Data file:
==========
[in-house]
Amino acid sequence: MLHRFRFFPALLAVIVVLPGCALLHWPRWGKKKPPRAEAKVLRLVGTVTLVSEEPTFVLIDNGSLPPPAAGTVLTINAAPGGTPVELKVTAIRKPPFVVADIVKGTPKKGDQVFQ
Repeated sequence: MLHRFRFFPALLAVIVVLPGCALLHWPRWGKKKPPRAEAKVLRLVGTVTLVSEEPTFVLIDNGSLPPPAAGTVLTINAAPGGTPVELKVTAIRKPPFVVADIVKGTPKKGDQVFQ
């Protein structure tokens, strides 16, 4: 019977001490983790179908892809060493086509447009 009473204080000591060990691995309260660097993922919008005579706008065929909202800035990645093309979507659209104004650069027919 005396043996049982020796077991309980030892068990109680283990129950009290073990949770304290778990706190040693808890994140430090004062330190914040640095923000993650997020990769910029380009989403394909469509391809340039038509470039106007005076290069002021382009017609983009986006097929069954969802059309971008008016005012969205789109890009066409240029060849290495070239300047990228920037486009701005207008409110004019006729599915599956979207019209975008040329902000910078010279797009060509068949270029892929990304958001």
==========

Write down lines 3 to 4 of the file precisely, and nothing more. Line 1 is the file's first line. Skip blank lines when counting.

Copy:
Repeated sequence: MLHRFRFFPALLAVIVVLPGCALLHWPRWGKKKPPRAEAKVLRLVGTVTLVSEEPTFVLIDNGSLPPPAAGTVLTINAAPGGTPVELKVTAIRKPPFVVADIVKGTPKKGDQVFQ
């Protein structure tokens, strides 16, 4: 019977001490983790179908892809060493086509447009 009473204080000591060990691995309260660097993922919008005579706008065929909202800035990645093309979507659209104004650069027919 005396043996049982020796077991309980030892068990109680283990129950009290073990949770304290778990706190040693808890994140430090004062330190914040640095923000993650997020990769910029380009989403394909469509391809340039038509470039106007005076290069002021382009017609983009986006097929069954969802059309971008008016005012969205789109890009066409240029060849290495070239300047990228920037486009701005207008409110004019006729599915599956979207019209975008040329902000910078010279797009060509068949270029892929990304958001």